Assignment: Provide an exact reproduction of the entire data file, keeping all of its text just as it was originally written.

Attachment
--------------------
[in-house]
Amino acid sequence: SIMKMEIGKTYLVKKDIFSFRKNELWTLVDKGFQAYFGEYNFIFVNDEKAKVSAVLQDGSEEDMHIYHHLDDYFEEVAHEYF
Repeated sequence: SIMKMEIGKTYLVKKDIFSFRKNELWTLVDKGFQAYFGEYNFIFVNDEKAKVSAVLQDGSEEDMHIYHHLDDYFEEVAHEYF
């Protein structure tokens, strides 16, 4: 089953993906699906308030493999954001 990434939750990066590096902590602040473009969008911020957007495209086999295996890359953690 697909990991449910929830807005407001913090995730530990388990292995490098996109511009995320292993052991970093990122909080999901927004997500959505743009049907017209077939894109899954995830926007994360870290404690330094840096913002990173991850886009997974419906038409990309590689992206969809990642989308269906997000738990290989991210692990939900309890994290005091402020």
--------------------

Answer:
[in-house]
Amino acid sequence: SIMKMEIGKTYLVKKDIFSFRKNELWTLVDKGFQAYFGEYNFIFVNDEKAKVSAVLQDGSEEDMHIYHHLDDYFEEVAHEYF
Repeated sequence: SIMKMEIGKTYLVKKDIFSFRKNELWTLVDKGFQAYFGEYNFIFVNDEKAKVSAVLQDGSEEDMHIYHHLDDYFEEVAHEYF
């Protein structure tokens, strides 16, 4: 089953993906699906308030493999954001 990434939750990066590096902590602040473009969008911020957007495209086999295996890359953690 697909990991449910929830807005407001913090995730530990388990292995490098996109511009995320292993052991970093990122909080999901927004997500959505743009049907017209077939894109899954995830926007994360870290404690330094840096913002990173991850886009997974419906038409990309590689992206969809990642989308269906997000738990290989991210692990939900309890994290005091402020």